Viking Tales  by Jennie Hall

Homes in Iceland

Part 3 of 3

Then Ingolf turned to Helga. She threw herself into his arms and wept. But after a while she told him this story:

"When springtime came, Leif thought that he would sow wheat. He had but one ox. The others had died during the winter. So he set the thralls to help pull the plow. I saw their sour looks and was afraid, but Leif only laughed:

" 'What else can thralls expect?' he said. 'Never fear them, good wife.'

"Now one day soon after that the thralls came running to the house calling out:

" 'The ox is dead! The ox is dead!'

"Leif asked them about it. They said that a bear had come out of the woods and killed it, and that they had scared the beast away. They pointed out where it had gone. Then Leif called his men and said:

" 'A hunt! I had not hoped for such great sport here. Ah, we will have a feast off that bear!'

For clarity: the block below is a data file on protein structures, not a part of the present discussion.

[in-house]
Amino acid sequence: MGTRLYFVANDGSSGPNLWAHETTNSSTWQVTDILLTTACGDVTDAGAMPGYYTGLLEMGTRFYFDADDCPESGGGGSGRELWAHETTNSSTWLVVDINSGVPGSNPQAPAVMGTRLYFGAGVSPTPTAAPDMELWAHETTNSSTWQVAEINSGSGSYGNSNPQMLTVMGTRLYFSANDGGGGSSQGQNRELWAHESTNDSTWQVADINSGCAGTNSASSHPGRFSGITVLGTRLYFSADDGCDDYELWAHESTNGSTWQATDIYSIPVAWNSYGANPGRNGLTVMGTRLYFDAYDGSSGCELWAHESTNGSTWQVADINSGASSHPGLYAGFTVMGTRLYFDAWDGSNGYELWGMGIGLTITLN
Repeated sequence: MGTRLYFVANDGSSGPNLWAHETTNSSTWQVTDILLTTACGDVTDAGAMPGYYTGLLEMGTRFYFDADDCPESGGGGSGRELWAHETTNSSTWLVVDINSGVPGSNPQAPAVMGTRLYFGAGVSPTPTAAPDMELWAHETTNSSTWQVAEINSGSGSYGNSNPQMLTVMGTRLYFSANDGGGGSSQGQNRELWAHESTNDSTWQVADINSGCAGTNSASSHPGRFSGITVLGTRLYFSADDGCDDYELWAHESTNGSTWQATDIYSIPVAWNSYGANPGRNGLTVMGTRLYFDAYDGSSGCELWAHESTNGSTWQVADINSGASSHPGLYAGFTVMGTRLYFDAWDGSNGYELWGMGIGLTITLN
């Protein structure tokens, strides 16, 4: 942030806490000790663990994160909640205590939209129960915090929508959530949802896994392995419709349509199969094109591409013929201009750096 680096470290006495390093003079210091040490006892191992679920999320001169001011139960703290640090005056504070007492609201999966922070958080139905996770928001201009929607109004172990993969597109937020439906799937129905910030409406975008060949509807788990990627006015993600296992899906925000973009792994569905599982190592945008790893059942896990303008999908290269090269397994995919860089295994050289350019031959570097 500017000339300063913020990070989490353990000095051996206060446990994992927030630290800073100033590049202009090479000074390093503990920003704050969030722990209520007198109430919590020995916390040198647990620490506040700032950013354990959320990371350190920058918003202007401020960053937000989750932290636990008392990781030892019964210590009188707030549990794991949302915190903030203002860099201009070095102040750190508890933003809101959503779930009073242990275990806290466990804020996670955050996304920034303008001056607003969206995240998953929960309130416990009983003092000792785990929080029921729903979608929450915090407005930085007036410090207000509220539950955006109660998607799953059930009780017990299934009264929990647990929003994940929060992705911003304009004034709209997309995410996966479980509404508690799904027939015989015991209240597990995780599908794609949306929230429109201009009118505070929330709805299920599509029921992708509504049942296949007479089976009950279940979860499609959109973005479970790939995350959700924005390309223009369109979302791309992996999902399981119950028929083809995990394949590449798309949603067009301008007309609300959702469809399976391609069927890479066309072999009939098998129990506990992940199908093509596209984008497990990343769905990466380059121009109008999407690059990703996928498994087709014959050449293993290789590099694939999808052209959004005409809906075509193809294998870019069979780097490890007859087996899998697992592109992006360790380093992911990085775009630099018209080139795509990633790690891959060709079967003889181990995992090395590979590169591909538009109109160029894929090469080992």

"So they took their spears and went out into the woods. As soon as they were gone, the thralls came running into the house and took down all the swords and shields from the wall and ran out. In some way they met my lord and his men in the woods and killed them. Then they came back and took everything in the house and dragged us to the boat and sailed here."

"O my brother!" said Ingolf, "where is that song about 'those two foster-brothers, Ingolf and Leif, who made a new country in a wonderful land, and whose sons and grandsons are mighty men in Iceland'? But come home with me, Helga."